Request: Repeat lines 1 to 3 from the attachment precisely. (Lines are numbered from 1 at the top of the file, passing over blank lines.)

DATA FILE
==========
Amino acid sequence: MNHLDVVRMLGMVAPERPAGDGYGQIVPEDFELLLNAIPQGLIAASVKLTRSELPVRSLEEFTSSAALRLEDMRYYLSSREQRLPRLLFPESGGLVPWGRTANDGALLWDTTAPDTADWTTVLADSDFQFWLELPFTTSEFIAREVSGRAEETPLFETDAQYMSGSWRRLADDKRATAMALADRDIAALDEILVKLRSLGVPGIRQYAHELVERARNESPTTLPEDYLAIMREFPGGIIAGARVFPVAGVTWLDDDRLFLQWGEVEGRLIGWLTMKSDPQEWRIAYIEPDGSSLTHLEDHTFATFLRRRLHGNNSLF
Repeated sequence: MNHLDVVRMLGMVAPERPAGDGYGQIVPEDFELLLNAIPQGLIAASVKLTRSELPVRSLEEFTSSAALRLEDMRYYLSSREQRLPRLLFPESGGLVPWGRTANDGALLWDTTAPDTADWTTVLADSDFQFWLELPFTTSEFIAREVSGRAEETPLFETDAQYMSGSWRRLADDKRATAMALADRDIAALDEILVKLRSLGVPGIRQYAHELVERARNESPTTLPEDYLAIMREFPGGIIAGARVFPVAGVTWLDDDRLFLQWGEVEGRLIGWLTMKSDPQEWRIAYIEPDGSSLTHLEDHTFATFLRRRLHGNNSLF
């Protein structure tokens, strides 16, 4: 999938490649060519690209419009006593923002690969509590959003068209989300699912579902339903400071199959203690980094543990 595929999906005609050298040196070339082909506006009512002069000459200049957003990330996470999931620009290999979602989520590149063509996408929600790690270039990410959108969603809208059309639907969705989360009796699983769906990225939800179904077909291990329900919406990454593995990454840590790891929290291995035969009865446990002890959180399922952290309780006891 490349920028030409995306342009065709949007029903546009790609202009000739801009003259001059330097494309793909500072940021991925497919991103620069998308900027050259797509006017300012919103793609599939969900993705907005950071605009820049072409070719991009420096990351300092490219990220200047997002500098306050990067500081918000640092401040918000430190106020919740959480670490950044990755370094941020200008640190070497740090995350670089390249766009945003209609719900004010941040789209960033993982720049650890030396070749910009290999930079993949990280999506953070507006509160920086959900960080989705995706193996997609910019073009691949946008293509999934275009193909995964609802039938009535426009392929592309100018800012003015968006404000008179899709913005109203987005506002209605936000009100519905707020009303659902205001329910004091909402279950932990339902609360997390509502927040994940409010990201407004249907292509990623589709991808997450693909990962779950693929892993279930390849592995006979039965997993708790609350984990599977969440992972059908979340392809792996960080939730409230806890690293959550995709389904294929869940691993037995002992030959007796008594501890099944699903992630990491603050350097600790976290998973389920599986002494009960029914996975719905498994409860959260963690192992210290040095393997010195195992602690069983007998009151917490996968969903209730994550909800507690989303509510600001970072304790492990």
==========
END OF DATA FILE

Amino acid sequence: MNHLDVVRMLGMVAPERPAGDGYGQIVPEDFELLLNAIPQGLIAASVKLTRSELPVRSLEEFTSSAALRLEDMRYYLSSREQRLPRLLFPESGGLVPWGRTANDGALLWDTTAPDTADWTTVLADSDFQFWLELPFTTSEFIAREVSGRAEETPLFETDAQYMSGSWRRLADDKRATAMALADRDIAALDEILVKLRSLGVPGIRQYAHELVERARNESPTTLPEDYLAIMREFPGGIIAGARVFPVAGVTWLDDDRLFLQWGEVEGRLIGWLTMKSDPQEWRIAYIEPDGSSLTHLEDHTFATFLRRRLHGNNSLF
Repeated sequence: MNHLDVVRMLGMVAPERPAGDGYGQIVPEDFELLLNAIPQGLIAASVKLTRSELPVRSLEEFTSSAALRLEDMRYYLSSREQRLPRLLFPESGGLVPWGRTANDGALLWDTTAPDTADWTTVLADSDFQFWLELPFTTSEFIAREVSGRAEETPLFETDAQYMSGSWRRLADDKRATAMALADRDIAALDEILVKLRSLGVPGIRQYAHELVERARNESPTTLPEDYLAIMREFPGGIIAGARVFPVAGVTWLDDDRLFLQWGEVEGRLIGWLTMKSDPQEWRIAYIEPDGSSLTHLEDHTFATFLRRRLHGNNSLF
């Protein structure tokens, strides 16, 4: 999938490649060519690209419009006593923002690969509590959003068209989300699912579902339903400071199959203690980094543990 595929999906005609050298040196070339082909506006009512002069000459200049957003990330996470999931620009290999979602989520590149063509996408929600790690270039990410959108969603809208059309639907969705989360009796699983769906990225939800179904077909291990329900919406990454593995990454840590790891929290291995035969009865446990002890959180399922952290309780006891 490349920028030409995306342009065709949007029903546009790609202009000739801009003259001059330097494309793909500072940021991925497919991103620069998308900027050259797509006017300012919103793609599939969900993705907005950071605009820049072409070719991009420096990351300092490219990220200047997002500098306050990067500081918000640092401040918000430190106020919740959480670490950044990755370094941020200008640190070497740090995350670089390249766009945003209609719900004010941040789209960033993982720049650890030396070749910009290999930079993949990280999506953070507006509160920086959900960080989705995706193996997609910019073009691949946008293509999934275009193909995964609802039938009535426009392929592309100018800012003015968006404000008179899709913005109203987005506002209605936000009100519905707020009303659902205001329910004091909402279950932990339902609360997390509502927040994940409010990201407004249907292509990623589709991808997450693909990962779950693929892993279930390849592995006979039965997993708790609350984990599977969440992972059908979340392809792996960080939730409230806890690293959550995709389904294929869940691993037995002992030959007796008594501890099944699903992630990491603050350097600790976290998973389920599986002494009960029914996975719905498994409860959260963690192992210290040095393997010195195992602690069983007998009151917490996968969903209730994550909800507690989303509510600001970072304790492990």